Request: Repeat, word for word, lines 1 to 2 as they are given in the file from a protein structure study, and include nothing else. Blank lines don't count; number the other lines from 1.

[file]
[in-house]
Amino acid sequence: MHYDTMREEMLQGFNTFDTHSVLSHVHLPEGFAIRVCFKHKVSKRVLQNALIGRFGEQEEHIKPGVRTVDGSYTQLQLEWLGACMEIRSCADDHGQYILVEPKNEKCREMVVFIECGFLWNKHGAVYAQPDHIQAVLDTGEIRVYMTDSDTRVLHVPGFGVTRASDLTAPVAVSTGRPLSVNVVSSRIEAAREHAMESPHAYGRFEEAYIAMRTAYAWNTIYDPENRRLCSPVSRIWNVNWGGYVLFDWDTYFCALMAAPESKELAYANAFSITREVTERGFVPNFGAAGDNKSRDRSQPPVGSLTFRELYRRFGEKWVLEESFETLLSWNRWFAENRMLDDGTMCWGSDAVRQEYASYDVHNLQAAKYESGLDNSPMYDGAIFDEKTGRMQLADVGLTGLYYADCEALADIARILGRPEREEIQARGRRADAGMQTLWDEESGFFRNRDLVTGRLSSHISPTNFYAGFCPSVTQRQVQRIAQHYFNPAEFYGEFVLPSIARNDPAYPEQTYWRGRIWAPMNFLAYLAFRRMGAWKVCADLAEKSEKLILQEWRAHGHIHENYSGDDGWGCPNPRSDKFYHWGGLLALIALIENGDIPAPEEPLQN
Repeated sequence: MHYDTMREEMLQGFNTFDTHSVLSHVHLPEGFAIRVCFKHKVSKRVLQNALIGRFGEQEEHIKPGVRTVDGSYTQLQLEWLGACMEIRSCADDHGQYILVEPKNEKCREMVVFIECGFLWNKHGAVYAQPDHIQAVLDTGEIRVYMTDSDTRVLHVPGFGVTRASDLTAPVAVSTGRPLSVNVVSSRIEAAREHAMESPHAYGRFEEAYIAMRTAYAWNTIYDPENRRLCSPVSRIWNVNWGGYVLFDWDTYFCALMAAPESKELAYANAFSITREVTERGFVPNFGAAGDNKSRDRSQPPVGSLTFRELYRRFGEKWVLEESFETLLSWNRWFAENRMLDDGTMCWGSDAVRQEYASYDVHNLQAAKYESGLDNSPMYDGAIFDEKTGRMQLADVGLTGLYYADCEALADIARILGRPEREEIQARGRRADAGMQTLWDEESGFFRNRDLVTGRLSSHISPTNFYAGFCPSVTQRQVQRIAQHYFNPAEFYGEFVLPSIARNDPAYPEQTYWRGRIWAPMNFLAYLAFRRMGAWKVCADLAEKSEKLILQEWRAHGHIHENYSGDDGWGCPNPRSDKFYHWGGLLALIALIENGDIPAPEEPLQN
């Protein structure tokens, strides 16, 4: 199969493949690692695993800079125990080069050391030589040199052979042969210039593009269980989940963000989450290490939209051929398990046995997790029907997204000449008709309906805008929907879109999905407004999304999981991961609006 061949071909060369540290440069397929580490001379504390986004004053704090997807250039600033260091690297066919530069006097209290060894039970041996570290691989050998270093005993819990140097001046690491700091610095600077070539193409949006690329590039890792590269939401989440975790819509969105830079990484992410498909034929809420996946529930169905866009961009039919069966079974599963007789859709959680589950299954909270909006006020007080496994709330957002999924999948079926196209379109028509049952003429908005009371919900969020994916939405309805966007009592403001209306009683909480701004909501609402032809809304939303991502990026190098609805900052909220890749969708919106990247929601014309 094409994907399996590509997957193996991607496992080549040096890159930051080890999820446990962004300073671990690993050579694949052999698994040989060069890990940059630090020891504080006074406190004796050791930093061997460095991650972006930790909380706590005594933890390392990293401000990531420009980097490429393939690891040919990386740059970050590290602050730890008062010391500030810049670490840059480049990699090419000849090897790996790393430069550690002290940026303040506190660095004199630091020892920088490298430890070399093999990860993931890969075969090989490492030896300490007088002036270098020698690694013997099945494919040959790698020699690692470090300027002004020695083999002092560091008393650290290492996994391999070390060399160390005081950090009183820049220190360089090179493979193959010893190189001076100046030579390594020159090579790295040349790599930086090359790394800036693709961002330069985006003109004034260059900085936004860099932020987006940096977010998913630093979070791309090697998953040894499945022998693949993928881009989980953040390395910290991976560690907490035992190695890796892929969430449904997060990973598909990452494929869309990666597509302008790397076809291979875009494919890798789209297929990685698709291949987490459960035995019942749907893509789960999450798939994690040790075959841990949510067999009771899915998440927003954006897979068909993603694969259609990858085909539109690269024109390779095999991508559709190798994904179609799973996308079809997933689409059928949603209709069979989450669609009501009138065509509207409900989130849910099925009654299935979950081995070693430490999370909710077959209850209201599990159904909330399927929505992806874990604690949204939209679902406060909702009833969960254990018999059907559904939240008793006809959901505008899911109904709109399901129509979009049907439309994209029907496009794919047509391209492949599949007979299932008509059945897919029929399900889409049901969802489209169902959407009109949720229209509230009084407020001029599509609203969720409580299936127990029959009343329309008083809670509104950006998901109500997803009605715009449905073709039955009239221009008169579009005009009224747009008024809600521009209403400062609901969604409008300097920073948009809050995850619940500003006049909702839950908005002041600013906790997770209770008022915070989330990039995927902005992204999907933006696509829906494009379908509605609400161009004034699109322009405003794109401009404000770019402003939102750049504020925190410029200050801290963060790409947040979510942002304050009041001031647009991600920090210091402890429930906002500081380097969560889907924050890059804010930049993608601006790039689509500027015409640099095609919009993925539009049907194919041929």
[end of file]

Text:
[in-house]
Amino acid sequence: MHYDTMREEMLQGFNTFDTHSVLSHVHLPEGFAIRVCFKHKVSKRVLQNALIGRFGEQEEHIKPGVRTVDGSYTQLQLEWLGACMEIRSCADDHGQYILVEPKNEKCREMVVFIECGFLWNKHGAVYAQPDHIQAVLDTGEIRVYMTDSDTRVLHVPGFGVTRASDLTAPVAVSTGRPLSVNVVSSRIEAAREHAMESPHAYGRFEEAYIAMRTAYAWNTIYDPENRRLCSPVSRIWNVNWGGYVLFDWDTYFCALMAAPESKELAYANAFSITREVTERGFVPNFGAAGDNKSRDRSQPPVGSLTFRELYRRFGEKWVLEESFETLLSWNRWFAENRMLDDGTMCWGSDAVRQEYASYDVHNLQAAKYESGLDNSPMYDGAIFDEKTGRMQLADVGLTGLYYADCEALADIARILGRPEREEIQARGRRADAGMQTLWDEESGFFRNRDLVTGRLSSHISPTNFYAGFCPSVTQRQVQRIAQHYFNPAEFYGEFVLPSIARNDPAYPEQTYWRGRIWAPMNFLAYLAFRRMGAWKVCADLAEKSEKLILQEWRAHGHIHENYSGDDGWGCPNPRSDKFYHWGGLLALIALIENGDIPAPEEPLQN